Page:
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A quantum chip 1000 times smaller than the current configurations has been created by Singaporean researchers

The chip, which uses quantum communication algorithms “one thousand times smaller than current configurations,” was created by a group of researchers from the Nanyang University of Technology in Singapore (NTU Singapore).

According to a press release presenting the study published in Nature Photonics, this new chip may prove particularly useful in the context of security for various means of communication, from cash withdrawals from ATMs to online shopping. These technologies are not very secure today, and their communication can be intercepted.

The chip is only 3-4 mm wide and uses quantum communication algorithms and provides a higher level of security than existing standards, thanks to quantum key distribution (QKD). The chip integrates passwords into the information provided to it to form a secure quantum key. The same information, along with the entire password, is destroyed upon receipt, further enhancing security.

Moreover, their physical size is much smaller than existing standards, allowing them to be used in a much more diverse way. Indeed, modern quantum communication devices can be much larger and can range in size from a refrigerator to an entire room. In addition, the chip itself is made of industrial materials such as silicon, which also makes it easier to manufacture. This new device paves the way for more advanced encryption methods, especially for online transactions and electronic messages in general.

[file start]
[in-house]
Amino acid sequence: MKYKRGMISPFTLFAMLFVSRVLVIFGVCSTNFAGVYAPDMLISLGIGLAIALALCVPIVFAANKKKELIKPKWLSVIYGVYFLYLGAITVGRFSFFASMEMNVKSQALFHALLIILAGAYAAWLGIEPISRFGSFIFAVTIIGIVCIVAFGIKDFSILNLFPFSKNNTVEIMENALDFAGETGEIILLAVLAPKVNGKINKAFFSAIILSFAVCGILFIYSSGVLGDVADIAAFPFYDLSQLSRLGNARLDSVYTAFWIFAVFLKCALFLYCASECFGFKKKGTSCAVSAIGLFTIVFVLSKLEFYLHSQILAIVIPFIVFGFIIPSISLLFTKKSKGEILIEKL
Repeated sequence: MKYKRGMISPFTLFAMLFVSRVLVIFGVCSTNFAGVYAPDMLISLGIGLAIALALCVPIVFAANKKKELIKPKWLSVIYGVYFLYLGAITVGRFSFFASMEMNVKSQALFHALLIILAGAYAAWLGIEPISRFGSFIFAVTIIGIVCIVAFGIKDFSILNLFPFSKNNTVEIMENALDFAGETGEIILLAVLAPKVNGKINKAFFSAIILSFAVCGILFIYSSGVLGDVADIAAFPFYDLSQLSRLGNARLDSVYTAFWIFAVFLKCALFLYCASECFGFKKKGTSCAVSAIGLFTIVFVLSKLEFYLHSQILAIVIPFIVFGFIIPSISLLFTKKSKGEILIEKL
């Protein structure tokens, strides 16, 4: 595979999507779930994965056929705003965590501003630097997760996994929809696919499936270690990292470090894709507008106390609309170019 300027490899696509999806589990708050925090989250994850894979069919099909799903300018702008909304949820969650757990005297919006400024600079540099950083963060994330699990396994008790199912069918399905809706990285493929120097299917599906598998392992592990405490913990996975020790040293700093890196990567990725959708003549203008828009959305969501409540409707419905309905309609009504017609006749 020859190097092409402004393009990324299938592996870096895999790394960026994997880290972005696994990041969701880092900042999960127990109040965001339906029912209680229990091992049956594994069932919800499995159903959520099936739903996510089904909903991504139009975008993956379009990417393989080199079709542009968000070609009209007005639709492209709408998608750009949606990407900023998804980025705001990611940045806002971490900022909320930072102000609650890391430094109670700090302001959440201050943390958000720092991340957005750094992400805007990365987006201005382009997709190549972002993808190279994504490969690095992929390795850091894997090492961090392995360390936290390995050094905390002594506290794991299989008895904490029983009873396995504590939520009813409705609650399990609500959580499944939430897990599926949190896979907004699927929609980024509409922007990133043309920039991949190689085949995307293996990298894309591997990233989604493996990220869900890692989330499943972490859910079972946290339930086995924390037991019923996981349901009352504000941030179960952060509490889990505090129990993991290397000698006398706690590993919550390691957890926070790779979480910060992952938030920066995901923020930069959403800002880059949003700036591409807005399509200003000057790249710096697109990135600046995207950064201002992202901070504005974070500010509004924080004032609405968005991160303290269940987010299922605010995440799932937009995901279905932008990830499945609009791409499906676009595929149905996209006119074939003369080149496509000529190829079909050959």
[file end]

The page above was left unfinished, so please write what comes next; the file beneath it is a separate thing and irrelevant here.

The importance of quantum technology in the context of online communications security is explained by Liu Ai Kun, a researcher at NTU, who leads a group that has achieved these results: “In today’s world, computer security is very important because most of our data is stored and transmitted digitally. Almost all digital platforms and repositories require users to enter passwords and biometric data, and so far they can be intercepted or decrypted. Quantum technology eliminates them because both the password and the information are integrated into the message being sent, forming a quantum key.”

This is the “future of communication security,” as Liu himself defines, and this new research is further stimulating the creation of such devices, which are becoming increasingly compact.

Janice Walker

Janice Walker is a biologist (having graduated from Prescott College in 2013) and an experienced writer. She currently works as a pharmacist, contributing research and content to sciencein.me during her nights and weekends. During her time at Prescott College she was an active contributor to her student journal and hopes to grow sciencein.me up as a well established, popular science blog.
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Janice Walker